Rather than presenting your business plan to funders only to hear difficult questions for the first time, why not think ahead of the questions funders will ask and incorporate those answers into the plan ahead of time? Here are some key questions and how you should go about answering them in your business plan.Why Are Your Chosen Managers Qualified?Funders are looking to see not just that the founders want to start the business in question, but that they have the qualifications to launch and run the business. They must at least have the qualifications to be hired to run a similar existing business.
Furthermore, some entrepreneurial skill from launching other businesses, products, services, or programs will be helpful. It should also be clear that each manager has functional experience in the areas which they will have responsibility for (such as operations, sales, marketing, finance, etc).Can This Business Scale Up?Investors will be especially interested in your business using its initial operations to create a foundation for much greater growth.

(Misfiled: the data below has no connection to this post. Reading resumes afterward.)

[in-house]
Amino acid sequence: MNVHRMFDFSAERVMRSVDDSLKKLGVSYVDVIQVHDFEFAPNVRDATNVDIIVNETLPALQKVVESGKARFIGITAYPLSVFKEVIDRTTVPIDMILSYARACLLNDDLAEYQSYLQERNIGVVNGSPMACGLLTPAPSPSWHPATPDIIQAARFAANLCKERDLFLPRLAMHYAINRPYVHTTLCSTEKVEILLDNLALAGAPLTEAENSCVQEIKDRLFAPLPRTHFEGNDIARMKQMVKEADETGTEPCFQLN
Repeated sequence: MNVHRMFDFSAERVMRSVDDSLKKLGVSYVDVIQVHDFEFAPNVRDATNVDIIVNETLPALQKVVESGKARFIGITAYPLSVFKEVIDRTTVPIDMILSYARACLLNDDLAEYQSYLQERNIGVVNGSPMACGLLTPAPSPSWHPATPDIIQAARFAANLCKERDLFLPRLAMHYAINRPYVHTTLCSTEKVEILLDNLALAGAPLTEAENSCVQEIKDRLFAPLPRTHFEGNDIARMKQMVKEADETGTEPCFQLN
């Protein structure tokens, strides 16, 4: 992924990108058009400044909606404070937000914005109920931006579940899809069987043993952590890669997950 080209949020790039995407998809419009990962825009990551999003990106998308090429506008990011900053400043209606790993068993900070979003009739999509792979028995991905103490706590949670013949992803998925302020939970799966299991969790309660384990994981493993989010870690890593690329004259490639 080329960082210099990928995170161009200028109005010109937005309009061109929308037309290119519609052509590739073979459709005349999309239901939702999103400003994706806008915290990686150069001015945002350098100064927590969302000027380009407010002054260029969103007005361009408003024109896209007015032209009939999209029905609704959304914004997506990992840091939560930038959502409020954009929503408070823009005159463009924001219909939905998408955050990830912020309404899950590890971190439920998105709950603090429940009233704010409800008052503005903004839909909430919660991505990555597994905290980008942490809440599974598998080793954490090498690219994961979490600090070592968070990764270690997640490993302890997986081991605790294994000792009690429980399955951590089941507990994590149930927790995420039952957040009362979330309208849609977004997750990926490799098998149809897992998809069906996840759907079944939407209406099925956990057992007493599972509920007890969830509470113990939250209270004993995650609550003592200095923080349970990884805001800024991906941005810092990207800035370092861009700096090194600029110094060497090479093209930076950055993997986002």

Wherever possible, explain how the business can add additional locations, products, services, or customer markets in the coming years, spreading the startup costs over more and more revenue. Investors will not be as attentive if your plan describes a small business which is created more or less to stay small.When Will The Business Break Even?Know when the business will reach break even from a cash flow standpoint (when monthly cash inflows begin to exceed cash outflows and the company no longer has to dig into cash reserves) and from the perspective of covering all of the initial startup costs and earning profit on top of that. Cash flow break even should occur within the first year if possible, while break even over startup costs may be in the first or second years generally. Funders want to see that your break even point is realistic, but that you are acting aggressively enough that it will not take too long.